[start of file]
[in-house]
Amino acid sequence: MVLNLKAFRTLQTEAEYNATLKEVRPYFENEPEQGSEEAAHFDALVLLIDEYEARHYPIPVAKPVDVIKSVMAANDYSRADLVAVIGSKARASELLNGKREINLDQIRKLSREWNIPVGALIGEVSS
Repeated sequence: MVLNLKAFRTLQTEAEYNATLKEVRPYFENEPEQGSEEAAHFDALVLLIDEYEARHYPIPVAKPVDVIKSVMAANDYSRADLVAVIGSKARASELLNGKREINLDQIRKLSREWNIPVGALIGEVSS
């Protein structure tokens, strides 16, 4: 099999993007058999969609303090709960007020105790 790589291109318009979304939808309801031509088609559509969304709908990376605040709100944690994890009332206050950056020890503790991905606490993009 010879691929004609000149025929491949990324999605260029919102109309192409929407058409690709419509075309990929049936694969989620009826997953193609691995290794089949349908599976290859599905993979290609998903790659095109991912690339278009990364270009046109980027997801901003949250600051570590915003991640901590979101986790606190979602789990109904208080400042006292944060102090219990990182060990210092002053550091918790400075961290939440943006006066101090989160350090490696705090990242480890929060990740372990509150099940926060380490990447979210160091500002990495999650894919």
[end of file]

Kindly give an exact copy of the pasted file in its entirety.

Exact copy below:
[in-house]
Amino acid sequence: MVLNLKAFRTLQTEAEYNATLKEVRPYFENEPEQGSEEAAHFDALVLLIDEYEARHYPIPVAKPVDVIKSVMAANDYSRADLVAVIGSKARASELLNGKREINLDQIRKLSREWNIPVGALIGEVSS
Repeated sequence: MVLNLKAFRTLQTEAEYNATLKEVRPYFENEPEQGSEEAAHFDALVLLIDEYEARHYPIPVAKPVDVIKSVMAANDYSRADLVAVIGSKARASELLNGKREINLDQIRKLSREWNIPVGALIGEVSS
């Protein structure tokens, strides 16, 4: 099999993007058999969609303090709960007020105790 790589291109318009979304939808309801031509088609559509969304709908990376605040709100944690994890009332206050950056020890503790991905606490993009 010879691929004609000149025929491949990324999605260029919102109309192409929407058409690709419509075309990929049936694969989620009826997953193609691995290794089949349908599976290859599905993979290609998903790659095109991912690339278009990364270009046109980027997801901003949250600051570590915003991640901590979101986790606190979602789990109904208080400042006292944060102090219990990182060990210092002053550091918790400075961290939440943006006066101090989160350090490696705090990242480890929060990740372990509150099940926060380490990447979210160091500002990495999650894919």